At the heart of economics is the idea of scarcity—or rather scarcity in the face of infinite wants. Yet scarcity is an issue that touches upon us all, and thus draws the interest of different scientific disciplines. So if we take the idea of scarce oil (let’s call it Peak Oil), we should not be surprised that chemists, physicists, engineers and geologists would want to take a view.
Nonetheless, many economists appear to believe that they have a unique and superior understanding of how scarcity evolves through time (using the tools of supply, demand and price); and they often also behave as if no non-economist could ever hope to gain such insights. As such, we may criticize them for being arrogant—but not as necessarily wrong (and at this point I have to declare that I am an economist by training). But wait a minute, if the arguments of mainstream economists are so evidently correct, why do many of them appear to have a pathological need to misconstrue the arguments of their opponents?
Probably the most enduring urban legend (or urban myth if you prefer the term) of them all in the study of resources is the common interpretation of The Limits to Growth report to the Club of Rome published in 1972. Surely, everyone knows that the report’s forecast of resource exhaustion by the year 2000 turned out to be nothing but a huge joke. And if we don’t know this directly ourselves (having not read through the report because frankly who has the time, and where would we find a copy anyway these days), we know because high profile journalists and media pundits have told us of the report’s spectacular failure on TV, in newspapers or over the internet (or someone in a pub or bar said that is what the report said).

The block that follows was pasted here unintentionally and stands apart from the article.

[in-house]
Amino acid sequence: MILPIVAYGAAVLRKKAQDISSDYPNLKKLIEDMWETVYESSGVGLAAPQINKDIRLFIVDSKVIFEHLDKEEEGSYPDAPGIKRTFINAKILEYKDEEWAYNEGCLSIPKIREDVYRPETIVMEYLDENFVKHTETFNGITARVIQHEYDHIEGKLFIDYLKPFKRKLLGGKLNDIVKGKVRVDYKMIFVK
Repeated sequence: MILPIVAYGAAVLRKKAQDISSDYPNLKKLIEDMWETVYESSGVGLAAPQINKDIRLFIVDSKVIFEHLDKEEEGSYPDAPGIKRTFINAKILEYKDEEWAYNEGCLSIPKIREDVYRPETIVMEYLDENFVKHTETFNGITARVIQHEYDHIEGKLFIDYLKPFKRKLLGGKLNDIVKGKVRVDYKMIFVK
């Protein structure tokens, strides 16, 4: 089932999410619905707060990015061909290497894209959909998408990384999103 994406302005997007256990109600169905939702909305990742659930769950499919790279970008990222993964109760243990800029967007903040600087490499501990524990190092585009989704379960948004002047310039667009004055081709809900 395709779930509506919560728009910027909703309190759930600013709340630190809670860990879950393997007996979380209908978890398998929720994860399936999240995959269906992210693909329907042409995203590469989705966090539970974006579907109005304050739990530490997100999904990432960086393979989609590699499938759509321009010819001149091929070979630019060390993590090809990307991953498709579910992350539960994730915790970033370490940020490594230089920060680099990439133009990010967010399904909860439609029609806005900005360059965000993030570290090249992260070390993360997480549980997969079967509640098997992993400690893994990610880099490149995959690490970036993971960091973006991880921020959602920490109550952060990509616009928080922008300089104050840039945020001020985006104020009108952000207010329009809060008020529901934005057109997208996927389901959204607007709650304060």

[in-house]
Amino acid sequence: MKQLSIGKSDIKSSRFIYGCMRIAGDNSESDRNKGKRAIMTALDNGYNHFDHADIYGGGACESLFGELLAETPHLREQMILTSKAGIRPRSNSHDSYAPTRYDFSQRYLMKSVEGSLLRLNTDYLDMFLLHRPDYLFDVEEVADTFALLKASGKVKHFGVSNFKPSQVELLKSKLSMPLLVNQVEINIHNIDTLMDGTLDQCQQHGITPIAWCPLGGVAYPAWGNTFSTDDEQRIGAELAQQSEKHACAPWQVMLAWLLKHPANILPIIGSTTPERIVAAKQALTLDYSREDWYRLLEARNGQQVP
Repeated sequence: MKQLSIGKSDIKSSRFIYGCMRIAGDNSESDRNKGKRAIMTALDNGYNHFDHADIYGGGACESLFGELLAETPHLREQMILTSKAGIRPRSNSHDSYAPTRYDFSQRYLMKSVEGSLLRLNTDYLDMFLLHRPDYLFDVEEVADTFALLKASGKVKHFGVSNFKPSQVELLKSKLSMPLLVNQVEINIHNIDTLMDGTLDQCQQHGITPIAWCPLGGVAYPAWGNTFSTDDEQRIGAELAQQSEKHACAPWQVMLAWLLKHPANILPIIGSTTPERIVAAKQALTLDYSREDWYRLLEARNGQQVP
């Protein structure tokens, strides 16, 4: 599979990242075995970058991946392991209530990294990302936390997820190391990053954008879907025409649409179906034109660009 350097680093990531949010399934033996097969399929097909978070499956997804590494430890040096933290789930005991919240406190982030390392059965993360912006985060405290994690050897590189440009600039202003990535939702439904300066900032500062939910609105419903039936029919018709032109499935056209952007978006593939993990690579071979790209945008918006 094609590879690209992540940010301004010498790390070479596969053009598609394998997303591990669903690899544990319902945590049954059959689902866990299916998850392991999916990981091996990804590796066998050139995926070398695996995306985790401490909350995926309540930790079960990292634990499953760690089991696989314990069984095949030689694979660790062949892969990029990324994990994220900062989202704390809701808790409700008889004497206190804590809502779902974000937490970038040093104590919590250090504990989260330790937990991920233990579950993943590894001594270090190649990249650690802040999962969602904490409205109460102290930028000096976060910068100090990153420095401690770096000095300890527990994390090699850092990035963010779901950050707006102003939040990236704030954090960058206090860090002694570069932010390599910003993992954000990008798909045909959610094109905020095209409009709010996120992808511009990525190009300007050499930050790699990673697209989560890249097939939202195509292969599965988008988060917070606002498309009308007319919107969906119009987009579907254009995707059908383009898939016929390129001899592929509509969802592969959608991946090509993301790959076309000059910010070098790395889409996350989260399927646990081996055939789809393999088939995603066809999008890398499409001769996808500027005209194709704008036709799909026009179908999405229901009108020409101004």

And even if we are of a skeptical, distrustful disposition, we may take comfort from the fact that leading economists tell us about the intellectual bankruptcy of The Limits to Growth authors in the academic literature.
Furthermore, no review by a mainstream economist of Peak Oil thought appears complete without a reference to The Limits to Growth. This book appears to be Exhibit A for the prosecution’s case that anyone who argues that we are running out of anything is an idiot.
Let us take a concrete example from a recent article entitled “Peak oil and energy policy – a critique” by the highly influential economist and government policy advisor Dieter Helm. Early in the paper Helm introduces that all-purpose emotive word ‘alarmist’, which immediately puts me on guard.
The literature on peak oil is vast and much of it is alarmist. The aim here is to identify the main strands of the various hypotheses rather than to provide a comprehensive analysis—to identify the central building blocks and assumptions, in particular in respect of technology, substitution, and reserves.
As usual, ‘alarmist’ is not clearly defined, but presented as a term of abuse. To me, this is a red flag for any piece of analysis: when someone uses the word ‘alarmist’ it usually means that I am in for an exceptionally sloppy treatment of risk. At best, ‘alarmist’ could be used to mean the incorrect calculation of the probabilities associated with unlikely outcomes. Nearly always, however, it suggests that the study of unlikely outcomes is without merit.
Soon after the insult ‘alarmist’ is used, Helm references The Limits to Growth.
The starting point is geology, and this chimes with a wider environmental view that the earth is a fixed factor of production, which has (known) physical depletion limits.
Which leads to the footnote: